George Takei, Living Long and Prospering from Social Media

AP Images/Wong Maye-E
O n March 20, in between jokes—“You can’t spell ‘diet’ without ‘die,’” and sharing a picture of a man dressed as a giant iron (Iron Man, get it?)—George Takei put up a serious post on his Facebook feed. Fred Phelps, the founder of Westboro Baptist Church, known for its vitriolic picketing at the funerals of soldiers and gay people, had just died. “He was a tormented soul, who tormented so many,” Takei wrote to his nearly 6.5 million followers. “Hate never wins out in the end. It instead goes always to its lonely, dusty end.” To newcomers, the abrupt change of tone might sound odd. But Takei's followers weren’t likely surprised; in the midst of humor, they know, he often delivers wise and solemn messages to fans. For decades, Takei, who turns 77 in April, was most famous for his role as Hikaru Sulu on the original Star Trek series (catchphrase: “Oh my!”). But since he started his Facebook page in 2011, the actor has been a social-media whiz. He’s got more than a million Twitter...

No Fear of Flying

AP Images/Kathy Willens
AP Images/Kathy Willens I was terrified for the first 15 minutes of watching Born to Fly . Okay, maybe for closer to 30 minutes. For much of the documentary film by Emmy-nominated director Catherine Gund, you watch dancers with the STREB dance company fling their bodies across the stage, landing loudly on their backs or stomachs with hard thuds. They leap around giant iron beams and slam against hard plastic screens. Thanks to beautiful cinematography from Albert Mayles, who’s made 36 films and helped create the narrative nonfiction film genre, you feel the height in every jump and the fragility in the bodies moving fast through time and space. There’s little music and instead, it’s the performers’ grunts and thuds that accompany the movement, so even on film , it’s hard not to wince and seriously fear for the safety of those on screen. If you’ve ever struggled to appreciate avant-garde artistry, Born to Fly is the movie to see. The film, which premiered March 8 at the SXSW festival,...

When Death Comes to the Festival

AP Images/Austin American-Statesman/Jay Janner
AP Images/Austin American-Statesman/Jay Janner O n Monday, 26 year-old Sandy Le died in the hospital, the third fatality of last week's crash at the SXSW music festival. Another person, 18 year-old DeAndre Tatum, is in critical condition, and seven others remain in the hospital. The incident occurred shortly before 1 a.m. on March 13, when a drunk driver, chased by police, sped into a crowd outside Austin’s Mohawk Bar, on a closed-off section of road, injuring a total of 23 people, and leaving two dead at the scene. Hours before the crash, I stood at the Parish, a downtown music venue, waiting for the Kooks to play. First up, however, was Claire, an electronica band from Munich. They seemed to personify every idea I had about what going to a music club in Munich would be like. Lead singer Josie-Claire Bürkle came out in a black, witchy outfit, with her midriff exposed, with her long blond hair in a slicked back ponytail. She sang overly mysterious lyrics in a low sonorous croon while...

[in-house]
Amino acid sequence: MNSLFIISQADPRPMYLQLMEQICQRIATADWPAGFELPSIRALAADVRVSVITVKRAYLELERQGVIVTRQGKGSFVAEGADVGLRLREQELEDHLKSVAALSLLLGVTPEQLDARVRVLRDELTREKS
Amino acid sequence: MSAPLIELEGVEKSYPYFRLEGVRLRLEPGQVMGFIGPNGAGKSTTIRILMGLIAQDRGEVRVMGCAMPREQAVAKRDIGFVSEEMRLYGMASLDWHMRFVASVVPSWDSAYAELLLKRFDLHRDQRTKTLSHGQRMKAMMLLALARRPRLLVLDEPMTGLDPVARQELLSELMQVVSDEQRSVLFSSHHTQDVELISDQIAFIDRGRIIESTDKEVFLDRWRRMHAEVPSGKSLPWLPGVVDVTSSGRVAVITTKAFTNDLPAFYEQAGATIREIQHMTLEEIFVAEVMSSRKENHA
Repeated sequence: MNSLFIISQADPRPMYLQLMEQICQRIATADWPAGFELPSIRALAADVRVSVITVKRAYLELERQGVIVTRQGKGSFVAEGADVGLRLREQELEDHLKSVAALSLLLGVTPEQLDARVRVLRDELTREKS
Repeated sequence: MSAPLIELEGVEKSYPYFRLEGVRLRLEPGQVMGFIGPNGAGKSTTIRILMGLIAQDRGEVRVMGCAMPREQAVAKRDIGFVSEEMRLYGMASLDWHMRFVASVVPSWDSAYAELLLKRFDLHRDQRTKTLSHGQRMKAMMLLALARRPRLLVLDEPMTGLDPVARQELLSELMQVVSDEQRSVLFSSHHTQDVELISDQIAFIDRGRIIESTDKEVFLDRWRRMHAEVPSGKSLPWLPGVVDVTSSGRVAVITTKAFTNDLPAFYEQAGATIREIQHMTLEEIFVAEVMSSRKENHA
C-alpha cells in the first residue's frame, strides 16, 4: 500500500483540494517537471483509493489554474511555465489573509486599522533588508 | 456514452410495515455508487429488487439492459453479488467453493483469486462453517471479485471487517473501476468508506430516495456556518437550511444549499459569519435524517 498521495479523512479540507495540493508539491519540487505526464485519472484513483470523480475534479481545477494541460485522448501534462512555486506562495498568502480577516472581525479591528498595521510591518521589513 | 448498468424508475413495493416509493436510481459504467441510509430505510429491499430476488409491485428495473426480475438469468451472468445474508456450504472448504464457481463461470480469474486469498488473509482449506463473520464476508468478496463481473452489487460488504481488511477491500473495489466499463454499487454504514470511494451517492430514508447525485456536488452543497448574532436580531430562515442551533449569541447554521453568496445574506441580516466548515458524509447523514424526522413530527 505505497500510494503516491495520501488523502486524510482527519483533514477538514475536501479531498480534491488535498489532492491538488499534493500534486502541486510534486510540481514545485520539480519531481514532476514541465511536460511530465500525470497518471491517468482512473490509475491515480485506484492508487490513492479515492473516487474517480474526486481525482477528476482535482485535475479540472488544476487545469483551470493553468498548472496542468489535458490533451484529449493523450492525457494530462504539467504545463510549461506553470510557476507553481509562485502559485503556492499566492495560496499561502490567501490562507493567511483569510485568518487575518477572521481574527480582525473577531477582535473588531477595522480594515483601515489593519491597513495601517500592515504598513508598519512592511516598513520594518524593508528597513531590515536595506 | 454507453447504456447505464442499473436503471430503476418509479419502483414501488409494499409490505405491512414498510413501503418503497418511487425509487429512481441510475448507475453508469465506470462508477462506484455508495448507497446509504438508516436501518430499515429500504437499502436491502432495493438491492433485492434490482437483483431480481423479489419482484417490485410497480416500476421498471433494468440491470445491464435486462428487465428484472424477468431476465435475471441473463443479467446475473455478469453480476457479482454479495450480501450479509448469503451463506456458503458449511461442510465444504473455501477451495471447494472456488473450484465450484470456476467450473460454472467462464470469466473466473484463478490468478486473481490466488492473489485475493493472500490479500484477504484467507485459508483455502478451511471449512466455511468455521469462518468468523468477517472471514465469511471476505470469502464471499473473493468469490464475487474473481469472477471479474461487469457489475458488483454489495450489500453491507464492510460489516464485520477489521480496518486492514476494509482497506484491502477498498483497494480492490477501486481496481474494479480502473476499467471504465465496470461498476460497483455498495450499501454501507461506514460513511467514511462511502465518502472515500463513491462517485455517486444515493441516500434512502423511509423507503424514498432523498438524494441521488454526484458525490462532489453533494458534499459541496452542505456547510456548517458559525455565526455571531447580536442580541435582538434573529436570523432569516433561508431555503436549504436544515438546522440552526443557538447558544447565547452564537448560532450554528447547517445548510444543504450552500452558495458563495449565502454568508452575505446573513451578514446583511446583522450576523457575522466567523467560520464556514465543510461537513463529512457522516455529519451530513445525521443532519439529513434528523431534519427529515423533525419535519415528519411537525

Why Does the National Media Get Texas So Wrong?

AP Images/Eric Gay
T uesday, as Texas primary voters headed to the polls, Politico published an article titled, “ The Texas tea party’s best days may be behind it.” Below the headline were photographs of Governor Rick Perry, the state’s junior U.S. Senator Ted Cruz, and Congressman Steve Stockman, who had decided to wage a last-minute, barely visible campaign again Texas’s senior U.S. senator, John Cornyn. The article focused on the Cornyn-Stockman race, and it mentioned a congressional primary in which incumbent Pete Sessions faced a Tea Party challenge from Katrina Pierson. To anyone familiar with Texas politics, the article was baffling. It made no mention of the state’s most-watched (and most important) GOP primary, the race for the lieutenant governor nomination, and it made only a passing reference to the attorney general race, even though both contests featured bloody fights between so-called “establishment” and Tea Party candidates. The state’s hardest-right election force, the Empower Texans...